Where and how many (insert species name here) are there? When we need to manage species in the shrinking fragments of a rapidly changing world, the answers to these basic questions are critical. The quantitative tools for turning simple ecological observations into answers, data into knowledge, have expanded rapidly in the past few decades. A cheap laptop and readily available software (i.e., free!) can churn data into knowledge like never before. If—and it's a big if—you know how to use it.
All that powerful software comes with detailed and extensive (often book-length) guides. However, those papers and books usually aim at an audience with a high level of statistical and mathematical competence. If you have a good grounding in calculus and statistics, then no problem. If you don't, well, you are mostly out of luck unless you can find someone to teach you what is going on at the level you can understand. This is the gap that Estimate of Parameters for Animal Populations: A Primer for the Rest of Us fills very nicely.
Larkin Powell and George Gale used these powerful quantitative tools throughout their research careers. More importantly, they also spent decades teaching others to use them, too. Their deep grasp of the material shines through every page. Rather than show the lofty heights they can reach, the scholars shine a bright light down into the valleys and foothills that block the less knowledgeable from reaching those heights. This is a tremendously valuable contribution. And they do it in a way that is easy to read and personable.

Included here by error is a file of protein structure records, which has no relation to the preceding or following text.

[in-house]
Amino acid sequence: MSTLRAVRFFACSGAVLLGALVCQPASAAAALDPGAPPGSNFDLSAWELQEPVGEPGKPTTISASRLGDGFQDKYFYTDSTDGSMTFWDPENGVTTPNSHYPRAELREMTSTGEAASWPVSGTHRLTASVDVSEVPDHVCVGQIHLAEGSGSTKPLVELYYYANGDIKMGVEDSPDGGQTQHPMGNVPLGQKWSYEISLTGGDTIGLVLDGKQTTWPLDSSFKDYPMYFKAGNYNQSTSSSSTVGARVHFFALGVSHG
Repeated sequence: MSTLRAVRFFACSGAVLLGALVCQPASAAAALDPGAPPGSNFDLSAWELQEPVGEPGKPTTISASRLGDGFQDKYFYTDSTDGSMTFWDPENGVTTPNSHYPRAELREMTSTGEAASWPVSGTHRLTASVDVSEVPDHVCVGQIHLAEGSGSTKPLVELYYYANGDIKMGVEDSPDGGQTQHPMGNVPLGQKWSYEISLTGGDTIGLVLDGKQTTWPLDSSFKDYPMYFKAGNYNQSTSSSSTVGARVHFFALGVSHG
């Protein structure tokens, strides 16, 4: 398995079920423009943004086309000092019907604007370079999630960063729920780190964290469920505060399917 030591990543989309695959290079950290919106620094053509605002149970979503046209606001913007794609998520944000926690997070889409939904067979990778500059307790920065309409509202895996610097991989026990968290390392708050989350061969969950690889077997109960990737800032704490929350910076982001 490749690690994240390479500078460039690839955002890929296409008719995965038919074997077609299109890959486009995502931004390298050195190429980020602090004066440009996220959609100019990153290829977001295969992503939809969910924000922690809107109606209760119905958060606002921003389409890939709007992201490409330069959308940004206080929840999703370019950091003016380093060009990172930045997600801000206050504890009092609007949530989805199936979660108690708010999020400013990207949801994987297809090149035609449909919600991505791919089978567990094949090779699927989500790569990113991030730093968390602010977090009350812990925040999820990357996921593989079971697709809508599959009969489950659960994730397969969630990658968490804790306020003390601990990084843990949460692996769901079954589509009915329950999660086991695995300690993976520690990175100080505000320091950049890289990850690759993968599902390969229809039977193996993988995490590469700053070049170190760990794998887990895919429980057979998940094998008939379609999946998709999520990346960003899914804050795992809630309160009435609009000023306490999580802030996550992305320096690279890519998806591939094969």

Powell and Gale stuff every chapter with examples of the underlying equations that are simple enough to carry out on a calculator. The collection of examples alone would be a great contribution without the accompanying plain English explanations. Students without a firm mathematical grounding struggle to see how even relatively simple equations come together. Working through the toy examples makes the abstract concrete. Many of these examples draw on Powell's work with songbirds and mammals here in the Great Plains.
If I had one wish for the next edition, I would strengthen the linkages to more standard statistical material, particularly in the introductory chapters. For example, the scientists discuss how linear models and link functions come together to calculate probabilities of survival. This has applications far beyond the ecology-specific models. But when they discuss how to code categorical effects like land use or gender, they use the terminology associated with Program MARK, dummy variables, and neglect the connection to how categorical variables are coded generally in statistical software. My students struggle to understand the coding of categorical variables in everyday regression models; making this connection would really expand the applicability of their lucid and concrete explanations.
Reading through this book gave me a lot of ideas that will improve my teaching of these same concepts. It serves as a great textbook to accompany any course focused on ecology-specific models like MARK, DISTANCE, and occupancy models. The introductory chapters would make valuable reading for any statistics course. Now that I think of it, I'm adding this book to the recommended reading list for my statistics course! [End Page 91]